WASHINGTON — Three House Democrats took a defiant stance against their own leadership Monday over advancing a free trade deal with Peru and three other pending trade accords.
Reps. Michael Michaud (D., Maine), Phil Hare (D., Ill.) and Betty Sutton (D., Ohio), members of the House Trade Working Group comprising 20 Democrats who support reforming trade policies, told reporters in a conference call that they oppose trade deals with Peru, Panama, Colombia and South Korea.
The House members expressed frustration over the Peru deal in particular because the Democratic Caucus has not held a meeting on it. The House Ways and Means Committee is slated to vote on it today.
Many of the 42 House Democratic freshmen elected last year campaigned against continuing the same trade policy promulgated by the Bush administration, which they said has had a devastating impact on manufacturers in their districts.
The freshmen Democrats are becoming more vocal against approving new trade deals until legislation is passed dealing with countries, notably China, that manipulate their currency and hurt U.S. companies by subsidizing exports. A group of seven Democrats sent a letter last week to Rep. Rahm Emanuel, chairman of the Democratic Caucus, requesting a full caucus meeting on Peru.
"I think we have a lot of support [in opposing the Peru trade deal], and probably more than people think," Hare said.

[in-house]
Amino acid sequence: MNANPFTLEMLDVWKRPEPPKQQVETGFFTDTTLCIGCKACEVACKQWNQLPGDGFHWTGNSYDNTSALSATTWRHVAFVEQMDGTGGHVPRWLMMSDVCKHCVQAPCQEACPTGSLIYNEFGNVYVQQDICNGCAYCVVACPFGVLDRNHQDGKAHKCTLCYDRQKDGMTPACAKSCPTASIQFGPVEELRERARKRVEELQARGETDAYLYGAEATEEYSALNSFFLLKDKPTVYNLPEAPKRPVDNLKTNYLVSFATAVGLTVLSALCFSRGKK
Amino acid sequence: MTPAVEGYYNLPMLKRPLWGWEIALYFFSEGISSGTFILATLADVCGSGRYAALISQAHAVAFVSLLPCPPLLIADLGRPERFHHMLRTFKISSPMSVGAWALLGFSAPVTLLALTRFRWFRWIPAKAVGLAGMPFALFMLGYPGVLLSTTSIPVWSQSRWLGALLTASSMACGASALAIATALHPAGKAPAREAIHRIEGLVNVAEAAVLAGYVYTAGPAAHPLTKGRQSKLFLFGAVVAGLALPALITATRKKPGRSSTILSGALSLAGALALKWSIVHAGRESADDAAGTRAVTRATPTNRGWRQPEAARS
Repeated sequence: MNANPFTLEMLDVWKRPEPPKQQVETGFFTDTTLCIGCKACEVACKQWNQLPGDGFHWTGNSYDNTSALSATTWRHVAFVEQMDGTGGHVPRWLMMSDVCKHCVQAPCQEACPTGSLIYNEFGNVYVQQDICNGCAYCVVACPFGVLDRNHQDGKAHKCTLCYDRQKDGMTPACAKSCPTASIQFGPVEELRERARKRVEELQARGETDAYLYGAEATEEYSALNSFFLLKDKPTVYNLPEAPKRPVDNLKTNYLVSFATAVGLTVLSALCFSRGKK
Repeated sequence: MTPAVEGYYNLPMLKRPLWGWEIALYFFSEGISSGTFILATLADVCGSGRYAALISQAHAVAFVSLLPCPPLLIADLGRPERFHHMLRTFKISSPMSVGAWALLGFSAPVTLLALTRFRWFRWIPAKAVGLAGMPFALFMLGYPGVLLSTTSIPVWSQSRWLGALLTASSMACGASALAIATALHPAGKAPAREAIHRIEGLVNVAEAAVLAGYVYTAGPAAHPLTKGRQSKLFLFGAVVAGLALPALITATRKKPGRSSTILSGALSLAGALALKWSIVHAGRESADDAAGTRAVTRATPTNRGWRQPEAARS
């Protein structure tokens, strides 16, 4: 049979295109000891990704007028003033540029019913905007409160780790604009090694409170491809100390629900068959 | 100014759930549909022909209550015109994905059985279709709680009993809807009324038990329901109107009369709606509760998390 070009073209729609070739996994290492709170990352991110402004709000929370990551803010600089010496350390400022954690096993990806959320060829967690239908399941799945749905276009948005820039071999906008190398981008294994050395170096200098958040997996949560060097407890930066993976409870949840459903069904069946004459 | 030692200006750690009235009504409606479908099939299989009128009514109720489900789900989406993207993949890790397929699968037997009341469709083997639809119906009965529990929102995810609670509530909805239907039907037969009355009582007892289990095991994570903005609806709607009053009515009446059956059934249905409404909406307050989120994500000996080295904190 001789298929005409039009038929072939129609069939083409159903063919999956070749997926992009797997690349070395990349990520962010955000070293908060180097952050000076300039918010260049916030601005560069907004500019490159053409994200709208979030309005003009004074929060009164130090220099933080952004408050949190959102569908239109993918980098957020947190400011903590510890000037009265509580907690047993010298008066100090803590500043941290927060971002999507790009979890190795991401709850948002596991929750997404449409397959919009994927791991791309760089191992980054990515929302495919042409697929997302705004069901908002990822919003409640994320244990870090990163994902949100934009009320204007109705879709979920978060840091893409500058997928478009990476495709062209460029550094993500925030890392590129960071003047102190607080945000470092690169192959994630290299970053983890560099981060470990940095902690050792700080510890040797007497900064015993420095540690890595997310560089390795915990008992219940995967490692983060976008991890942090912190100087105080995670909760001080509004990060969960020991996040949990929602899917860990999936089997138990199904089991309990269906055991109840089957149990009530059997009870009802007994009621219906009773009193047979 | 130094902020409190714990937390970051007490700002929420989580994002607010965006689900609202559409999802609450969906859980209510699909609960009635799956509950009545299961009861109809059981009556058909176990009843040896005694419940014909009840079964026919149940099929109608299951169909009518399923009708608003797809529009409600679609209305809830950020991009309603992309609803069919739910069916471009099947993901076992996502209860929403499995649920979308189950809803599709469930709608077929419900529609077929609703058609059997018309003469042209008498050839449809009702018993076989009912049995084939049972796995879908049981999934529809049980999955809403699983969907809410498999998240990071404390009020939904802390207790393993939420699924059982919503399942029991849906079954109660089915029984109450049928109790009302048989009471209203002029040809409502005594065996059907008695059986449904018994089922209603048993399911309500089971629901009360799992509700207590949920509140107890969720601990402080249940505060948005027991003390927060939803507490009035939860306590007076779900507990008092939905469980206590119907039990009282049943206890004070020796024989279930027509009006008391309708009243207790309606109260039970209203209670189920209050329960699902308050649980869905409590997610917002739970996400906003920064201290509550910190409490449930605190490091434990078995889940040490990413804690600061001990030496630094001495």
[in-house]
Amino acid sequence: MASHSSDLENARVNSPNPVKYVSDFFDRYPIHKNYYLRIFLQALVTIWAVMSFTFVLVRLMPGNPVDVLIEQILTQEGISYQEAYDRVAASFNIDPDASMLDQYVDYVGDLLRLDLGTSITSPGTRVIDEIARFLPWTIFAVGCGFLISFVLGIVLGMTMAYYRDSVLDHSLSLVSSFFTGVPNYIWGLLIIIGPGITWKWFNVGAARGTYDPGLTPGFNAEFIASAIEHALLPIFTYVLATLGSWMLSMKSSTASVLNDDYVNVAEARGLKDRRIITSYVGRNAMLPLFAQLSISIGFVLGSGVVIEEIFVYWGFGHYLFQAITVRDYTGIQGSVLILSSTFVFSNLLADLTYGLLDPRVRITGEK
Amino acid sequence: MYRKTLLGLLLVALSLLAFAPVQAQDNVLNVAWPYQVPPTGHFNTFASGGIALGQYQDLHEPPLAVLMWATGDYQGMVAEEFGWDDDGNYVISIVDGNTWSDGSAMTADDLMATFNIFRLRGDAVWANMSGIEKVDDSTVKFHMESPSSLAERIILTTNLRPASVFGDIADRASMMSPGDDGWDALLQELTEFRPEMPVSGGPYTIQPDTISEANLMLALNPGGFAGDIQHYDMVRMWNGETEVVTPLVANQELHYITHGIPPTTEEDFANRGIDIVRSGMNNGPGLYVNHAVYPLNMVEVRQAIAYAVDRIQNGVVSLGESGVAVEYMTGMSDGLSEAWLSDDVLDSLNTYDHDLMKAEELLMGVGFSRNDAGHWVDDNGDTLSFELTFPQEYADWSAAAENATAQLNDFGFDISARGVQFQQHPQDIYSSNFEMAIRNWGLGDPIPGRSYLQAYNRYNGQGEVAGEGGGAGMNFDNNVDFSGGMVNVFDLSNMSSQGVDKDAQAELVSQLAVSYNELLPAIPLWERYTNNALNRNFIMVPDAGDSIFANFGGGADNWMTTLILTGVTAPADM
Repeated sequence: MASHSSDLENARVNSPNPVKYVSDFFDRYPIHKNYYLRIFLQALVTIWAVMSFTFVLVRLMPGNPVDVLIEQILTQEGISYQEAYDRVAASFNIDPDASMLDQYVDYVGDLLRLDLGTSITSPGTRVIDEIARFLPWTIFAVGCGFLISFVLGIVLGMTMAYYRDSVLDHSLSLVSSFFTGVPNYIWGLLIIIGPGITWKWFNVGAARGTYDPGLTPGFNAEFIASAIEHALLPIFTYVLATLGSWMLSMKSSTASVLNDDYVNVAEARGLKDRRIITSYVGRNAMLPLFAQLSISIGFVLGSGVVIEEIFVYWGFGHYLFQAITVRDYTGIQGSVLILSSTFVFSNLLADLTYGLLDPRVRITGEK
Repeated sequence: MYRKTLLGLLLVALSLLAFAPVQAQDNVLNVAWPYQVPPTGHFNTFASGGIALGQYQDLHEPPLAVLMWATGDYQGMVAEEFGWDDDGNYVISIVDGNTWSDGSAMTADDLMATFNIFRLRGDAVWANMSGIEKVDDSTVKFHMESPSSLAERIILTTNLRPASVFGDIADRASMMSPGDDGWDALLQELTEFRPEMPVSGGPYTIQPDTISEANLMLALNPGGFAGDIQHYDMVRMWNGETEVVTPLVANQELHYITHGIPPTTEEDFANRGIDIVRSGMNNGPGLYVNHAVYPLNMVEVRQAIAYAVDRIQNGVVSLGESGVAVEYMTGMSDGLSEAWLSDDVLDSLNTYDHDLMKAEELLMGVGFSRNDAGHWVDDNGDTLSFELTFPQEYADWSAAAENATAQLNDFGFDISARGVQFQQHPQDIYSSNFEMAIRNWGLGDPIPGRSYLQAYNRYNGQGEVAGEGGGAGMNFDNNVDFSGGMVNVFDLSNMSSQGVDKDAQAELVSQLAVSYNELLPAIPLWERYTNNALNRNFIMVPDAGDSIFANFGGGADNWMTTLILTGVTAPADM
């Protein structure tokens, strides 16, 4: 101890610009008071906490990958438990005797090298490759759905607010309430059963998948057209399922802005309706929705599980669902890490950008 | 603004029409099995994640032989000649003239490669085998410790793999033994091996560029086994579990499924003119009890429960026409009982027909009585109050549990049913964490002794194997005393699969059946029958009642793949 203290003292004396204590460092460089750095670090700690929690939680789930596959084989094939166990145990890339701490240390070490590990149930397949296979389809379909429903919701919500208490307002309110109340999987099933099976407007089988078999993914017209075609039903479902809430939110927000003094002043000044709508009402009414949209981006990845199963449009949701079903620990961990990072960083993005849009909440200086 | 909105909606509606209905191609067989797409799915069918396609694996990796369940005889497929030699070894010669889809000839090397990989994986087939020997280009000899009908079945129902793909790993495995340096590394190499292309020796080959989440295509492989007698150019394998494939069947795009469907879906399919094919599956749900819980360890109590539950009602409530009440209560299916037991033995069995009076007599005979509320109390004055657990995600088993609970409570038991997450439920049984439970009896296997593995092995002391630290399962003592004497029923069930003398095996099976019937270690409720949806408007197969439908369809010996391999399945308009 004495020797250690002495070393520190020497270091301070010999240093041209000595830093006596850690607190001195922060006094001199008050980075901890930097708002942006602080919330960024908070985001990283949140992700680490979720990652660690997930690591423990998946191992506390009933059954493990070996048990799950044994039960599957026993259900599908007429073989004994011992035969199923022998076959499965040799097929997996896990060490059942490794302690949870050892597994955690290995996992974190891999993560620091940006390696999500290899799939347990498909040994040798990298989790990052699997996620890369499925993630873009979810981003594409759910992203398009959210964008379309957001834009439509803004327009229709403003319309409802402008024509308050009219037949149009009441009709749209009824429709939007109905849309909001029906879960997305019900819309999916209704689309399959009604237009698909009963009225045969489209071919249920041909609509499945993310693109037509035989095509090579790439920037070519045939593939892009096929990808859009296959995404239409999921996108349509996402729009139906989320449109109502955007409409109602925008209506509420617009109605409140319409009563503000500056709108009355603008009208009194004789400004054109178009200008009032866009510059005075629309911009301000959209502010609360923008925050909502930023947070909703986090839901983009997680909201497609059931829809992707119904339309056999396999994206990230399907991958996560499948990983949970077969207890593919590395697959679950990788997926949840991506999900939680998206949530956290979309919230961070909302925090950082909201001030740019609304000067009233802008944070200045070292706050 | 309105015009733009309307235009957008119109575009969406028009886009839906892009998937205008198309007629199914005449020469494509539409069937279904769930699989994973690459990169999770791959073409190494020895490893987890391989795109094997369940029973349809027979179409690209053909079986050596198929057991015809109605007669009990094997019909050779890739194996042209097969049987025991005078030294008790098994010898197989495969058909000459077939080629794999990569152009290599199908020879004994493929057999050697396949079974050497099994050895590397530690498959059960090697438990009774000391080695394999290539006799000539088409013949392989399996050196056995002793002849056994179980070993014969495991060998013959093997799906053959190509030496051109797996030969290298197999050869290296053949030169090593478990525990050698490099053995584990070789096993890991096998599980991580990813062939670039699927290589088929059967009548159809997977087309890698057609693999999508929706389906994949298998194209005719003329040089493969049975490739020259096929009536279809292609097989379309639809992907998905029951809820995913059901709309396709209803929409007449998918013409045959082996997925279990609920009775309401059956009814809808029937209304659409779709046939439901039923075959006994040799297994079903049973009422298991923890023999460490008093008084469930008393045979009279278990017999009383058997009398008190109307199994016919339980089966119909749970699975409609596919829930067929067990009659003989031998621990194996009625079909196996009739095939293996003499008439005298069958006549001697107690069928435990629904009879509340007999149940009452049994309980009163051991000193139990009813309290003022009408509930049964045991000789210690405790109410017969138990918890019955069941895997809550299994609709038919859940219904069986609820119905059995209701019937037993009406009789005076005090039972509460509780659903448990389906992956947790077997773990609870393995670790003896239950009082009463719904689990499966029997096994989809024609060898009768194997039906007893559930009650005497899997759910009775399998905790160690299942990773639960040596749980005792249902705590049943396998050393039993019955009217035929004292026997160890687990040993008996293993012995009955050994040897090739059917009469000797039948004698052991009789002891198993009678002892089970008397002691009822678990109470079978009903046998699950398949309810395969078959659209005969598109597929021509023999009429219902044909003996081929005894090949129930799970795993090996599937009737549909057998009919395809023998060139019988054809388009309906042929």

Hare said he is pressing for a caucus hearing on the pending trade deals, as well as changes to mitigate the impact of duty free imports on U.S. companies and workers.
"I can't go back to my district in good conscience [after campaigning for trade reform] and tell somebody who lost a job that I hope they will understand, because people won't understand or support it," Hare said.
Michaud said leaders such as Ways and Means chairman Charles Rangel (D., N.Y.) should focus on trade issues that "unite" the party.
"Currency manipulation is an issue that unites the Democratic Caucus," said Michaud, noting it also has a lot of Republican support. "That's why I can't believe they are not dealing with that issue first versus a very divisive issue that will split the Democratic Caucus."Sutton, who is also a freshman elected in a district hit hard by trade, agreed that House leaders should take up currency and illegal subsidies first.
"Fixing those kinds of problems and shoring up our trading system is necessary to making anything work," Sutton said.
Rangel, House Speaker Nancy Pelosi (D., Calif.) and top House Republicans reached an agreement with the Bush administration in May to strengthen labor and environmental standards in future trade agreements, seemingly paving the way for Congressional consideration of the four pending trade deals. But Pelosi and others withdrew support a few weeks later, under pressure from organized labor, for the trade deals with Colombia and South Korea.
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